WHAT IS THE RYE TOWN MODEL ?
The Rye Town Model is a magnificent 1:100 scale model of Rye as it was in the mid 19th Century – its scale has to be seen to be appreciated as it covers an area of around 15 square metres! Lovingly built by two local residents who started work on it in 1973, first exhibited in 1976 it forms the centre piece of a sound and light show – “The Story of Rye” – presenting 750 years of history including ghosts, myths and legends
WHO ARE WE?
Rye Heritage Centre is a registered Charity, registration no 1187978, a Charitable Incorporated Organisation
The charity was formed in early 2020 to take over the running of Rye Heritage Centre and to purchase the Rye Town Model to preserve its future.
It had been announced by the previous operators, Rye Town Council (RTC) in late 2019 that the centre would be closed and the model put in to storage as they could no longer justify the subsidy needed from Council Funds to continue. A strong swell of local public opinion resulted in a campaign to retain the centre and agreements were reached with RTC to take a lease on the building and to acquire ownership of the Model.
The Charity officially took over on 1st April 2020 with little or no ceremony due to the arrival of the pandemic which severely hampered intentions to re-open, finally in July 2019 with a little help from the Culture Recovery Fund and some generous local donations the centre was re-equipped with the basic necessities and the public were welcomed back.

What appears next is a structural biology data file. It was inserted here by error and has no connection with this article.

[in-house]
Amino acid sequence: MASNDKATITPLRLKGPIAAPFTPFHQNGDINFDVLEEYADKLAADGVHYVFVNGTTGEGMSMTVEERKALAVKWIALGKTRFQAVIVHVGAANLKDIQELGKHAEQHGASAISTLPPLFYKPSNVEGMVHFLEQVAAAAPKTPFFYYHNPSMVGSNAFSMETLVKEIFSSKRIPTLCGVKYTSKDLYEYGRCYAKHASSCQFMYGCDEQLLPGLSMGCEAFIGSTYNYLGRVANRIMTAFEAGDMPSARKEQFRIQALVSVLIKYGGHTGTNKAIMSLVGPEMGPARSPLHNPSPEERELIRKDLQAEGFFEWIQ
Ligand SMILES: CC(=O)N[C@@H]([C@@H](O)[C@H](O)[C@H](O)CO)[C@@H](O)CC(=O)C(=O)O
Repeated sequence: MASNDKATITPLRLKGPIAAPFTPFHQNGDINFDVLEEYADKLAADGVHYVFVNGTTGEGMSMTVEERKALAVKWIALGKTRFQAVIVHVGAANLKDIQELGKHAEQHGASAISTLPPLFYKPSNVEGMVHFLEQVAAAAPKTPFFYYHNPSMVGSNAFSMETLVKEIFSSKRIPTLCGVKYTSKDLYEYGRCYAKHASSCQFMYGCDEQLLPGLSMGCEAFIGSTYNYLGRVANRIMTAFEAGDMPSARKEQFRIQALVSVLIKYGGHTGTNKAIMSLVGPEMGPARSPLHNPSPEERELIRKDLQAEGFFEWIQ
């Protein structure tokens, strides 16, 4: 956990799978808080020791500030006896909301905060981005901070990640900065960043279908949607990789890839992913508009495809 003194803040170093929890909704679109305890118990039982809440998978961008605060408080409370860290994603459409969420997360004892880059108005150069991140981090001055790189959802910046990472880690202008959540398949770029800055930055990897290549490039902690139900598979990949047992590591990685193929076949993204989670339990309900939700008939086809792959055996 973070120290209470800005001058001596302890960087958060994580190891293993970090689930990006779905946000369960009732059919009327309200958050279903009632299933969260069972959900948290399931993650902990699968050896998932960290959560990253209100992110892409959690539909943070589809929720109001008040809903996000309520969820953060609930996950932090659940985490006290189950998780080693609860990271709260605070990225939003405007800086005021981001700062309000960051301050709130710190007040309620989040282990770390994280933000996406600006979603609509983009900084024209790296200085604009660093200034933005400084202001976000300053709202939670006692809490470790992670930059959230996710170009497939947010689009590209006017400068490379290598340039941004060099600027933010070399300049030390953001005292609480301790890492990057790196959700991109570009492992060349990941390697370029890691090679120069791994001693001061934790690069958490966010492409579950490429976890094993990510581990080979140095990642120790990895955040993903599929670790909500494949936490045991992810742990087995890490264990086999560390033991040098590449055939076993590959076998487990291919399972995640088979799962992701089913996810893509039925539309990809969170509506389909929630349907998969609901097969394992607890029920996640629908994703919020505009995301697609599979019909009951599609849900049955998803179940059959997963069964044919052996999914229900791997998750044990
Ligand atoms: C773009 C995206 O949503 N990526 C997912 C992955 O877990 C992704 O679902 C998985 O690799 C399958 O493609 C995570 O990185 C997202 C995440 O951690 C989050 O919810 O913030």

WHERE IT ALL BEGAN
The famous Rye Town Model is approaching 50 years old and has been located at Rye Heritage Centre for many years in a purpose-built auditorium. Still entertaining visitors but now owned and managed by the Rye Heritage Centre charity.
The rest of the building had been used as a Tourist Information Centre, a gift shop and housed some basic heritage information displays along with the Vintage Penny Arcade machines.
At the time of closure Tourist Information was transferred to Rye Town Hall along with retail equipment and stock leaving the Charity with an almost blank canvas to re-energise the centre for the future
HOW IT’S GOING
Now in April 2022 the Charity has survived the damage done to visitor numbers over the last two years caused by the pandemic and to some degree by changes to the visitor demographic brought about by Brexit.
We now stand poised to move forward with our regeneration plans, there is much work to be done, more volunteers will be needed and, most importantly, funds will need to be raised to achieve our goals.
This year will see the refurbishment of the upper floor and the creation of The Smuggler’s Attic – a new walk-through interactive experience. Work has already started on designing and producing new heritage interpretation displays and exhibits and research projects are underway.
The electronics which operate the sound and light show are in need of renewal and modernisation, what was state of the art 30 years ago is now irreplaceable so this is a major project requiring considerable funding, so that will be a focus too